Keeping Score

I have posted previously on getting tasks done by doing them first, which – in spite of the joy of cats – still works for me. However, it might not work for the specific set of tasks and time pressures other people face. Miss Miry Mosey posted recently about her use of a game to motivate herself to write (and do other things). Having been the recipient of many merit stamps at school, I am fully aware that the mere possibility of incrementing a number can sometimes be enough. If it is not, then you can make the game can be made more complex.

An obvious adaptation is to record your daily or weekly scores. As anyone who has developed into the habit of looking at the WordPress Stats page will attest, days or weeks where the number of page views drops are not pleasant; if the drop is due not to the fickleness of your public but your own actions it will feel worse. For extra motivation, you could even borrow from the Seinfeld Technique and track your daily scores on a large calendar over your workstation (or on your fridge, or anywhere else you will always see the days you fell behind).

Alternatively if you want to use some time for pleasure and relaxation before all your tasks are done without feeling guilty, you can give negative points to some actions (such as watching television). So I might decide to grant myself 10 points whenever I work on a novel for an hour and deduct 5 points for each hour I spend playing computer games, so I can spend the morning playing a game if I choose but only if I am prepared to spend a chunk of the afternoon writing.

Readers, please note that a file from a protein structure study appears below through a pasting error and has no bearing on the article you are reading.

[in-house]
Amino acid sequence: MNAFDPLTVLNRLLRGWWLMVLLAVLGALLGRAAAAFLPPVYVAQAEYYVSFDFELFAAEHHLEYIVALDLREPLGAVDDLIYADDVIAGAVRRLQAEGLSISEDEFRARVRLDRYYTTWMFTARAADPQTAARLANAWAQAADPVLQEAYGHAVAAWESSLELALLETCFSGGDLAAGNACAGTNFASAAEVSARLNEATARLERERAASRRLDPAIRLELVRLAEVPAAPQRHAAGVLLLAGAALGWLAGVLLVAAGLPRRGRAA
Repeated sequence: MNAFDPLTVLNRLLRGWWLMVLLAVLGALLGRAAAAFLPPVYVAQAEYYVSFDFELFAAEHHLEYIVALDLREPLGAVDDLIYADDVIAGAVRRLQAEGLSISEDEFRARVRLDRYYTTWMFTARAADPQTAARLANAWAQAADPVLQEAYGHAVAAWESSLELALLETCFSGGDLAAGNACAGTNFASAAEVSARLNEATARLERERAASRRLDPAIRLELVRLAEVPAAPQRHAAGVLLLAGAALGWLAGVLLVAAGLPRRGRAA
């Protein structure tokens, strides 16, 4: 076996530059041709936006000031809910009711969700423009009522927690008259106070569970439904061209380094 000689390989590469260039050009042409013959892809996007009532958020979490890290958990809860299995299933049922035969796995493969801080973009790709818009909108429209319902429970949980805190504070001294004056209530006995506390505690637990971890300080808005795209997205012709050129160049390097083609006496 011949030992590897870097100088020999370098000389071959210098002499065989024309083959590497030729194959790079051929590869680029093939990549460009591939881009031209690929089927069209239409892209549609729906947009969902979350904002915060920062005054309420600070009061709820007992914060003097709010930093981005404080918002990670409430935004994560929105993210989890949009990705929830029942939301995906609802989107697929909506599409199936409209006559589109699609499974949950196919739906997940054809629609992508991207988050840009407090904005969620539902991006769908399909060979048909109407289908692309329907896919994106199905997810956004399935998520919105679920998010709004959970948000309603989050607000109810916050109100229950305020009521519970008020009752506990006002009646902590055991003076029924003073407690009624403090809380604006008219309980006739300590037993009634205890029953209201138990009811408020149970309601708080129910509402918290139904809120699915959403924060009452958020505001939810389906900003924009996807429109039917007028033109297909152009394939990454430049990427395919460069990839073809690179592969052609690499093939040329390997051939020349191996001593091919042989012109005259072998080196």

Swedish Almanac
For added fun you could vary scores based on whether they align or oppose the horoscope of the day.
(Public Domain)

Of course some tasks are worthy but only in moderation, or only if not used as an excuse not to do something else more worthy. These can be dealt with by adding scaled or zero point actions. For example, a good way to develop your writing is to read as much as possible so I might decide to give reading (which I enjoy) a zero score instead of a negative score; if I found I was reading instead of writing I might re-score it as 5 points for the first hour, -5 points per hour if I did not complete 3 positive tasks. For a task I might avoid even with a high points value (such as cleaning under/behind heavy furniture) halving the score of all routine tasks until it is completed will make doing other worthy tasks instead less attractive. Obviously the scoring system must be kept simple enough that managing your totals is not worth points in and of itself.

Do you prefer to get everything done before you relax for the day? Do you compare yourself to past performance, or prefer to only consider what needs to be done now?

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